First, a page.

By Hardik Rajgor Nov. 06, 2018
Diwali ki safai is not just another day where the family gets together to dust the table and clear the cupboard – it is an event. Mama announces the date in advance so that dad does not have “important work” and the kids don’t have any “scenes” planned.
When one thinks of Diwali, what first comes to your mind is sweets, dry fruits, taash parties, and new clothes. Unless of course you live in Delhi. Then you perhaps think of smog and lung cancer before coming up with ways to skirt the ban on firecrackers. But before you get high on kaju katri and besan ladoo, you know the season is nearing when mama’s OCD peaks and every family undertakes its own personal version of Swachh Bharat Abhiyan.
Diwali ki safai is not just another day where the family gets together to dust the table and clear the cupboard – it is an event. Mama announces the date in advance so that dad does not have “important work” that Sunday and the kids don’t have any “scenes” planned. The POA is all chalked out – which room will be cleaned first, who will be assigned what task, and there’s a designated time for lunch break. Lunch on Safai Diwas is simple cucumber sandwiches or idli-dosa from the nearest udupi. Mama has no time for fuss.
The workday begins early – it may be your day off but the cleaning has to start at 8 am. Everyone must be up and about to scrub the kitchen floor, brush the computer keyboard, and wash the windows. Just like Holi, you are expected to present yourself in the most jhalla clothes and embrace all the dust emitting from the sofa when you vacuum-clean and the kachra falling from the fan with a smile on your face, reminding yourself, “Daag acche hai.”
The officer in-charge, mama of course, assigns every family member a task. The work is divided keeping your area of expertise in mind – the tech savvy one (my sister) is given the vacuum cleaner and the fancy new floor-cleaning machine; the tallest in the family (dad) is asked to clean the shelves and fans; the skinny one (me) is assigned intricate and small corners of the house to clean. Mama takes control of all the cutlery and delicate glass objects.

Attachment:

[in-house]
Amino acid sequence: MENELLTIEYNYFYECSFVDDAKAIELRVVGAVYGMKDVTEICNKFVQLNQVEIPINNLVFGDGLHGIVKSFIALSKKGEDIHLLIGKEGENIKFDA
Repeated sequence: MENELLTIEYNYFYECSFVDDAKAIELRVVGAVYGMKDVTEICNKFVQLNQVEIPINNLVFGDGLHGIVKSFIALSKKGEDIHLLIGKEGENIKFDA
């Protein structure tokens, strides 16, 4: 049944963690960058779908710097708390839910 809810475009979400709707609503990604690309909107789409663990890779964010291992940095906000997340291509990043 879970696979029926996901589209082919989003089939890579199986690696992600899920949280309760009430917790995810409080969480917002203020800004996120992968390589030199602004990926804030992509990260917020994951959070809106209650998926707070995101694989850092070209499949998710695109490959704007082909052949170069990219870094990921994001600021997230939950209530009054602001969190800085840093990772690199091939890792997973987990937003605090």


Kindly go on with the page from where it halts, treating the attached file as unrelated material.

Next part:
Amid the clearing, memories tumble out of the closet – old report cards, photo albums from the ’90s, toys from our childhood.
In my house, Diwali ki safai turns into family banter. One of us is bound to break something, inviting a timely taunt from mama, “Dhyan se safai karo, kaam mat badhao!” When mama is looking, dad will shout out loud, “Barabar se saaf kar, waha abhi bhi kachra dikh raha hai” just to get her attention.
The routine remains more or less the same every Diwali. Invariably, my sister will slip on the wet floor and the rest of us burst out laughing. I’ll rue the fact that I haven’t been able to record it, to send in my entry for America’s Funniest Videos. When dad is about to climb the stool, he will flex his muscles and as we giggle, mama will rush to hold the legs of the stool so that it does not topple over. And when she is doing the rounds to check if none of us are slacking, we all channel our inner NaMo for a perfect photo-op.
Amid the clearing, memories tumble out of the closet – old report cards, photo albums from the ’90s, toys from our childhood. This is when we forget about the cleaning and start reminiscing about the good old days. And when mama asks us to snap out of la la land, the argument on what to throw and what to keep begins. I never want to let go of my old cricket gear and my sister is attached to her school yearbook. We’ve managed to keep it away from the trash bin for five years now.
At the end of the day, there’s a sense of achievement. I’ve done my good deed of the year. I’m exhausted and as I’m just about to plonk myself on the freshly vacuumed sofa mum will scream, “Ghar ki safai ho gayi, tumhari nahin.” It’s a Swachh Bharat Abhiyan that will always remain incomplete.